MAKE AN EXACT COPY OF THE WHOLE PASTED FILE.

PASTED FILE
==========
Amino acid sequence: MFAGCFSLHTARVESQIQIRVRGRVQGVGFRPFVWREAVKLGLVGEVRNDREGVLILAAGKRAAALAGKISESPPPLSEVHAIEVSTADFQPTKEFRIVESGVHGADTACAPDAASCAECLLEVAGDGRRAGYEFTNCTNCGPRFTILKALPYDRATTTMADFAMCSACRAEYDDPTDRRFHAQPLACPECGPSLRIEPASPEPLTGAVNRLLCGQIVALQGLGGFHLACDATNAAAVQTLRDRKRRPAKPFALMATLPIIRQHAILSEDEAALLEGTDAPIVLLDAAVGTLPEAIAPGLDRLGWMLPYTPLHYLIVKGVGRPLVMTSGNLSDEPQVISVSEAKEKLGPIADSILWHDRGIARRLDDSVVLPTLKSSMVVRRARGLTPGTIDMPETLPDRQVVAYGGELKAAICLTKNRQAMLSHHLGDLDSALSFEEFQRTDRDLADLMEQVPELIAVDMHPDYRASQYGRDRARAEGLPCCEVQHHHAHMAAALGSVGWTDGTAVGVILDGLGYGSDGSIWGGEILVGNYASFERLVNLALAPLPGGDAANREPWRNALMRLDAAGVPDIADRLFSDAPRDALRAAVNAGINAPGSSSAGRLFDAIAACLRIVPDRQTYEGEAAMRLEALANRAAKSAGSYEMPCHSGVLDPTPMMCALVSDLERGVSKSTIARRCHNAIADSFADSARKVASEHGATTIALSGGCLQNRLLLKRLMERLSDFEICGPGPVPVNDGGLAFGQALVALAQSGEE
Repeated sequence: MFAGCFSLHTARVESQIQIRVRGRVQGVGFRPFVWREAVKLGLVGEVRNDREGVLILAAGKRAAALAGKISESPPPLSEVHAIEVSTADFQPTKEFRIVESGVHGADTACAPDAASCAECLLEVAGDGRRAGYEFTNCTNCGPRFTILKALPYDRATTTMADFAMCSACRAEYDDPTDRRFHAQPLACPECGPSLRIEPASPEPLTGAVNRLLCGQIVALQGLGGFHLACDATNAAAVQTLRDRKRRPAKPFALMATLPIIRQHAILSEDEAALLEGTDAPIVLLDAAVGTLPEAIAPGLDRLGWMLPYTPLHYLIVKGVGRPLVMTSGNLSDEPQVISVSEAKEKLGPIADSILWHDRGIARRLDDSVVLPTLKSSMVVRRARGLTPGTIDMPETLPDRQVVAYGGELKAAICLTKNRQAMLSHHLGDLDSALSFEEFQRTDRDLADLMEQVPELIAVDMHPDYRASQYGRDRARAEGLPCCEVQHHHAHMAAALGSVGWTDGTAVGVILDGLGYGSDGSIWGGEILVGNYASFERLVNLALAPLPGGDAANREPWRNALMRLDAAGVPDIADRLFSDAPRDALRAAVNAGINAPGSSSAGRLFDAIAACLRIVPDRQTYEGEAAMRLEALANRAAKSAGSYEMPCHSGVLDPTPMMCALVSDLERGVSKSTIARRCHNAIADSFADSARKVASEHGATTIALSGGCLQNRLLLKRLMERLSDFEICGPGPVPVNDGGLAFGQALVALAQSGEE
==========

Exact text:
Amino acid sequence: MFAGCFSLHTARVESQIQIRVRGRVQGVGFRPFVWREAVKLGLVGEVRNDREGVLILAAGKRAAALAGKISESPPPLSEVHAIEVSTADFQPTKEFRIVESGVHGADTACAPDAASCAECLLEVAGDGRRAGYEFTNCTNCGPRFTILKALPYDRATTTMADFAMCSACRAEYDDPTDRRFHAQPLACPECGPSLRIEPASPEPLTGAVNRLLCGQIVALQGLGGFHLACDATNAAAVQTLRDRKRRPAKPFALMATLPIIRQHAILSEDEAALLEGTDAPIVLLDAAVGTLPEAIAPGLDRLGWMLPYTPLHYLIVKGVGRPLVMTSGNLSDEPQVISVSEAKEKLGPIADSILWHDRGIARRLDDSVVLPTLKSSMVVRRARGLTPGTIDMPETLPDRQVVAYGGELKAAICLTKNRQAMLSHHLGDLDSALSFEEFQRTDRDLADLMEQVPELIAVDMHPDYRASQYGRDRARAEGLPCCEVQHHHAHMAAALGSVGWTDGTAVGVILDGLGYGSDGSIWGGEILVGNYASFERLVNLALAPLPGGDAANREPWRNALMRLDAAGVPDIADRLFSDAPRDALRAAVNAGINAPGSSSAGRLFDAIAACLRIVPDRQTYEGEAAMRLEALANRAAKSAGSYEMPCHSGVLDPTPMMCALVSDLERGVSKSTIARRCHNAIADSFADSARKVASEHGATTIALSGGCLQNRLLLKRLMERLSDFEICGPGPVPVNDGGLAFGQALVALAQSGEE
Repeated sequence: MFAGCFSLHTARVESQIQIRVRGRVQGVGFRPFVWREAVKLGLVGEVRNDREGVLILAAGKRAAALAGKISESPPPLSEVHAIEVSTADFQPTKEFRIVESGVHGADTACAPDAASCAECLLEVAGDGRRAGYEFTNCTNCGPRFTILKALPYDRATTTMADFAMCSACRAEYDDPTDRRFHAQPLACPECGPSLRIEPASPEPLTGAVNRLLCGQIVALQGLGGFHLACDATNAAAVQTLRDRKRRPAKPFALMATLPIIRQHAILSEDEAALLEGTDAPIVLLDAAVGTLPEAIAPGLDRLGWMLPYTPLHYLIVKGVGRPLVMTSGNLSDEPQVISVSEAKEKLGPIADSILWHDRGIARRLDDSVVLPTLKSSMVVRRARGLTPGTIDMPETLPDRQVVAYGGELKAAICLTKNRQAMLSHHLGDLDSALSFEEFQRTDRDLADLMEQVPELIAVDMHPDYRASQYGRDRARAEGLPCCEVQHHHAHMAAALGSVGWTDGTAVGVILDGLGYGSDGSIWGGEILVGNYASFERLVNLALAPLPGGDAANREPWRNALMRLDAAGVPDIADRLFSDAPRDALRAAVNAGINAPGSSSAGRLFDAIAACLRIVPDRQTYEGEAAMRLEALANRAAKSAGSYEMPCHSGVLDPTPMMCALVSDLERGVSKSTIARRCHNAIADSFADSARKVASEHGATTIALSGGCLQNRLLLKRLMERLSDFEICGPGPVPVNDGGLAFGQALVALAQSGEE